Hearing Loss Coming to a Theatre near You     

It can be a scary experience to go to the movies.  But a visit to the cinema can also be unsettling for your ears.  The sound levels in action films have reached staggering heights.

According to the New York Times News Service the film Godzilla from 1998 reached 115 dB when Godzilla got strafed by jets.  When Godzilla found its murdered baby the sound level reaches an ear-shattering 118 dB.  The facts are reported in the magazine The Hearing Review.
An article in the Philadelphia Inquirer states that the sound level in the first 12 rows of a movie theatre were as high as 104 dB in the blockbuster film “Return of the Jedi”.

No definite standards have been set for noise levels during leisure activities such as visiting the cinema.  It is a fact that a sustained level of 85 dBA or more over an 8-hour period can damage a person’s hearing ability.  A person should not, for instance, be exposed to a sound level of 110 dBA for more than one minute and 29 seconds each day.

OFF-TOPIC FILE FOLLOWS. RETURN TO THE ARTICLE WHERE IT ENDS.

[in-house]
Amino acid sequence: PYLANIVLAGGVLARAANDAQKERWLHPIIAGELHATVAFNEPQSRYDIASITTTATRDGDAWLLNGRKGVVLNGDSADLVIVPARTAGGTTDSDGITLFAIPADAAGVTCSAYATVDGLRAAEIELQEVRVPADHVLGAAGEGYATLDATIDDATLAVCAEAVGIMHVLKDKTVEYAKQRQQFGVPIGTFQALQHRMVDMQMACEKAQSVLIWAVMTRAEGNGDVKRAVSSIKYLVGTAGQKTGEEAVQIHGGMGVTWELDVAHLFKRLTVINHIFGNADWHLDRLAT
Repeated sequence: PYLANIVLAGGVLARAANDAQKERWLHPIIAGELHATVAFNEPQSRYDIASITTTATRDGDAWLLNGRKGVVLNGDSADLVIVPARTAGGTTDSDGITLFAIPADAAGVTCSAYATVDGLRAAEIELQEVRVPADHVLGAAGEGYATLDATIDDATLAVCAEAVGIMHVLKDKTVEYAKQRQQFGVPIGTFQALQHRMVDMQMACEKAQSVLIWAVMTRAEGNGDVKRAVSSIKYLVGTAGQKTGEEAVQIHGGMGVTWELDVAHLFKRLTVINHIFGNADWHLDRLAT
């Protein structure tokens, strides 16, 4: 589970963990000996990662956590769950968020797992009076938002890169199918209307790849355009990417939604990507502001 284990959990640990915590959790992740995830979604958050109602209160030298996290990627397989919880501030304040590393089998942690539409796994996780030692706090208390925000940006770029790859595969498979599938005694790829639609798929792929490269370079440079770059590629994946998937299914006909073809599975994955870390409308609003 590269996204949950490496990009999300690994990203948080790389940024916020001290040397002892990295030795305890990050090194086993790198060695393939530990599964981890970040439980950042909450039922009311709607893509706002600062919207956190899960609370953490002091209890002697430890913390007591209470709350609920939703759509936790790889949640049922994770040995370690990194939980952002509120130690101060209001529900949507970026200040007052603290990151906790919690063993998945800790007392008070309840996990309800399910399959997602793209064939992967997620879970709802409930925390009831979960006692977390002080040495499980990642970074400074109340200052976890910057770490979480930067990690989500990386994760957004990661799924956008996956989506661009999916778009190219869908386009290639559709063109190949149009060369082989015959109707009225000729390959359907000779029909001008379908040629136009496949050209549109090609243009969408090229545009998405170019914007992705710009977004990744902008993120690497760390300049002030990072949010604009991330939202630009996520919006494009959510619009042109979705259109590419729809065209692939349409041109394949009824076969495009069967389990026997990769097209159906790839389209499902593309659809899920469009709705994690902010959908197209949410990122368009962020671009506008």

According to the New York Times News Service, the loudness trend may have started as far back as 1967 with the legendary film Bonnie and Clyde featuring Warren Beatty and Faye Dunaway.

The sound level you experience in a movie theatre normally depends on where you are seated.  But in recent years the overall sound level has definitely increased.  Modern technology has made it possible to play back sound at extremely high levels with little or no distortion.

The film industry is aware of the problem, but they are not very interested in reducing the sound levels for competitive reasons.  One of Hollywood’s top producers once said: “I’m not going to make a shuttle rocket launch too low.  I’m going to make it so that you feel it in your seat and in your gut”.

However, recent studies, as reported in the magazine “The Hearing Review”, show that the noise level in cinemas is lower than in, for instance, video arcades, health clubs and at sporting events.

So look out, if Godzilla 2 is coming to a theatre near you.

Courtesy of Deborah Touchette, Au.D., CCC-A, FAAA
Doctor of Audiology
Paradise Hearing & Balance Center
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